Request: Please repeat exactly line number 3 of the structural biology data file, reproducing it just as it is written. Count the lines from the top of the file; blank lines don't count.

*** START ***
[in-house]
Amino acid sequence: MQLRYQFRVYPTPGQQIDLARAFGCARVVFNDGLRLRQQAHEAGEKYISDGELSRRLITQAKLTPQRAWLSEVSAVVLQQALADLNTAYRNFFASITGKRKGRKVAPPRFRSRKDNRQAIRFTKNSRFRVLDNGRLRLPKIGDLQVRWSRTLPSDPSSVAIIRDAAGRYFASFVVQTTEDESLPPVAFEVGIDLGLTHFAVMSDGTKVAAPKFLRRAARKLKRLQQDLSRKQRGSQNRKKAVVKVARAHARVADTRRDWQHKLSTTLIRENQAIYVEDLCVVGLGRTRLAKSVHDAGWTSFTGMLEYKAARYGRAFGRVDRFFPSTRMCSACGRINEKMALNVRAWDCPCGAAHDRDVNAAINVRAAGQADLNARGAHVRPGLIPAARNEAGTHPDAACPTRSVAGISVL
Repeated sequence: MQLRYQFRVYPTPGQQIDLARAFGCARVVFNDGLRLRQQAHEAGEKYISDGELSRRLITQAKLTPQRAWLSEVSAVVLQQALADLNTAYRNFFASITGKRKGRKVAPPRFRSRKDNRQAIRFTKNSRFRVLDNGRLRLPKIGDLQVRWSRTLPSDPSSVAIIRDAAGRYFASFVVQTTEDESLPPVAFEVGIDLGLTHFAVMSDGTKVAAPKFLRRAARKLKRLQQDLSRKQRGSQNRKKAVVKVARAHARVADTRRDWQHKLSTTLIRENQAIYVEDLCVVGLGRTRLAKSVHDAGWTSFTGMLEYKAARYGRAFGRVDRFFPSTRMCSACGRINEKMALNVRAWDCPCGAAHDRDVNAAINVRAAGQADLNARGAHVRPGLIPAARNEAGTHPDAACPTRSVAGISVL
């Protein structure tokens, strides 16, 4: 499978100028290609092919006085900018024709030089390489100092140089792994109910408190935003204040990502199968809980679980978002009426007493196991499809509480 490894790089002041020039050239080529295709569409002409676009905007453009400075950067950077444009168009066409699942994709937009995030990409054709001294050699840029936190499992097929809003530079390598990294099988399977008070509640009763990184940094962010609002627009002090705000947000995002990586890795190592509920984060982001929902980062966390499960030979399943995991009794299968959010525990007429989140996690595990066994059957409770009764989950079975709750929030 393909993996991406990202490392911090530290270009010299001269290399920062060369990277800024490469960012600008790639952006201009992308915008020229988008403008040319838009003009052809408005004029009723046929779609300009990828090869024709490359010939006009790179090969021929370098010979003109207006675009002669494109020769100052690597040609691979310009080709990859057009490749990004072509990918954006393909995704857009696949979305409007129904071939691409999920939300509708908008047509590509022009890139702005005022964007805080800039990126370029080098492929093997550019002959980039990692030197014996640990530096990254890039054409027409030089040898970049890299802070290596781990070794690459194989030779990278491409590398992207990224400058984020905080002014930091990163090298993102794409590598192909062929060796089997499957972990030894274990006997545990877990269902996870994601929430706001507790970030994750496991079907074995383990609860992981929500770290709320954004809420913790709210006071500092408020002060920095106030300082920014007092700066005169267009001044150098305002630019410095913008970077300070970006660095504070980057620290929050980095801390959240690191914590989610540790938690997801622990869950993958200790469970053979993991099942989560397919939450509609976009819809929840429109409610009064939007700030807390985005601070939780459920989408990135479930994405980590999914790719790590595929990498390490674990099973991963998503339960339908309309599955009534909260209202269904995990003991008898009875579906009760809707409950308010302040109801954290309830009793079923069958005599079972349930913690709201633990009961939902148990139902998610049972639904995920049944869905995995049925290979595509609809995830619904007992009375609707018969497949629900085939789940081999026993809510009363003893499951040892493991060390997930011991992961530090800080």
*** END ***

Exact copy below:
Repeated sequence: MQLRYQFRVYPTPGQQIDLARAFGCARVVFNDGLRLRQQAHEAGEKYISDGELSRRLITQAKLTPQRAWLSEVSAVVLQQALADLNTAYRNFFASITGKRKGRKVAPPRFRSRKDNRQAIRFTKNSRFRVLDNGRLRLPKIGDLQVRWSRTLPSDPSSVAIIRDAAGRYFASFVVQTTEDESLPPVAFEVGIDLGLTHFAVMSDGTKVAAPKFLRRAARKLKRLQQDLSRKQRGSQNRKKAVVKVARAHARVADTRRDWQHKLSTTLIRENQAIYVEDLCVVGLGRTRLAKSVHDAGWTSFTGMLEYKAARYGRAFGRVDRFFPSTRMCSACGRINEKMALNVRAWDCPCGAAHDRDVNAAINVRAAGQADLNARGAHVRPGLIPAARNEAGTHPDAACPTRSVAGISVL